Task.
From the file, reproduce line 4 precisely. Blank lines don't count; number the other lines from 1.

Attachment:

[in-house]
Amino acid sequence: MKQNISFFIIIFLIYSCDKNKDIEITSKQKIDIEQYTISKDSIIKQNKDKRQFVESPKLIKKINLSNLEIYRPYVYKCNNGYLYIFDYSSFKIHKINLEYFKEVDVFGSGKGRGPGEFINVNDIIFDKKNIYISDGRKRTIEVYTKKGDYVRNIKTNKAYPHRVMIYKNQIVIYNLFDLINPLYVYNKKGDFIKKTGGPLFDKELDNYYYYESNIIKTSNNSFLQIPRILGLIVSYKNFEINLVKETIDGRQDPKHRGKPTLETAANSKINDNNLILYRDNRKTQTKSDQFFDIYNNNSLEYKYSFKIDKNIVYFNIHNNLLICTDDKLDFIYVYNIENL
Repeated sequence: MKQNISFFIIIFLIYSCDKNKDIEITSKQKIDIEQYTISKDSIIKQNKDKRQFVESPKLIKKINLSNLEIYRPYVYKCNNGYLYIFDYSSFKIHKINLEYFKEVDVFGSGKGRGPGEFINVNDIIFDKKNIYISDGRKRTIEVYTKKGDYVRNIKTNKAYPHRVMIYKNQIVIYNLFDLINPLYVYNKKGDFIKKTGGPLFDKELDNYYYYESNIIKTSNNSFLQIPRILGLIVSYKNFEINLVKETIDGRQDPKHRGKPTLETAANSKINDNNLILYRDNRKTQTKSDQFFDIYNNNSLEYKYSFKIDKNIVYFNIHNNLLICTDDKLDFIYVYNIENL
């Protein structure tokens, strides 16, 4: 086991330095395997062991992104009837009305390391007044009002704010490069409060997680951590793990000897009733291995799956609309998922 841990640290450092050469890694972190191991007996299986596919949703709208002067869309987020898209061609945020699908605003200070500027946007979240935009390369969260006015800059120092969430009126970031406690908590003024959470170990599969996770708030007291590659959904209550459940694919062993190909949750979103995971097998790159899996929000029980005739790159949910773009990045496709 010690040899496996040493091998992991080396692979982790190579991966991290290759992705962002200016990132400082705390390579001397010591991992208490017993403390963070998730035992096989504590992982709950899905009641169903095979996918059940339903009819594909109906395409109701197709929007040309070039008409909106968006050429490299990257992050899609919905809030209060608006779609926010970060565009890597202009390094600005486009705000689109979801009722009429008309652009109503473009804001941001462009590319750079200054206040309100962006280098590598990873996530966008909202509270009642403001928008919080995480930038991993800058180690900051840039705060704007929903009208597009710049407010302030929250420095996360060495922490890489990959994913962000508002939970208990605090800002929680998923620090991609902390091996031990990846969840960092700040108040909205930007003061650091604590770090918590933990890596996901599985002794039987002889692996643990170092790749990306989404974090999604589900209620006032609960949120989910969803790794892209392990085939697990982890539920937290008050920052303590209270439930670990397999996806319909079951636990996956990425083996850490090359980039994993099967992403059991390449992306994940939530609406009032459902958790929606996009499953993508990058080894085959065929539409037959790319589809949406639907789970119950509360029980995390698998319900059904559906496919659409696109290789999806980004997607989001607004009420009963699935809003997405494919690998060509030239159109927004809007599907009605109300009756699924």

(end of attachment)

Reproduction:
């Protein structure tokens, strides 16, 4: 086991330095395997062991992104009837009305390391007044009002704010490069409060997680951590793990000897009733291995799956609309998922 841990640290450092050469890694972190191991007996299986596919949703709208002067869309987020898209061609945020699908605003200070500027946007979240935009390369969260006015800059120092969430009126970031406690908590003024959470170990599969996770708030007291590659959904209550459940694919062993190909949750979103995971097998790159899996929000029980005739790159949910773009990045496709 010690040899496996040493091998992991080396692979982790190579991966991290290759992705962002200016990132400082705390390579001397010591991992208490017993403390963070998730035992096989504590992982709950899905009641169903095979996918059940339903009819594909109906395409109701197709929007040309070039008409909106968006050429490299990257992050899609919905809030209060608006779609926010970060565009890597202009390094600005486009705000689109979801009722009429008309652009109503473009804001941001462009590319750079200054206040309100962006280098590598990873996530966008909202509270009642403001928008919080995480930038991993800058180690900051840039705060704007929903009208597009710049407010302030929250420095996360060495922490890489990959994913962000508002939970208990605090800002929680998923620090991609902390091996031990990846969840960092700040108040909205930007003061650091604590770090918590933990890596996901599985002794039987002889692996643990170092790749990306989404974090999604589900209620006032609960949120989910969803790794892209392990085939697990982890539920937290008050920052303590209270439930670990397999996806319909079951636990996956990425083996850490090359980039994993099967992403059991390449992306994940939530609406009032459902958790929606996009499953993508990058080894085959065929539409037959790319589809949406639907789970119950509360029980995390698998319900059904559906496919659409696109290789999806980004997607989001607004009420009963699935809003997405494919690998060509030239159109927004809007599907009605109300009756699924």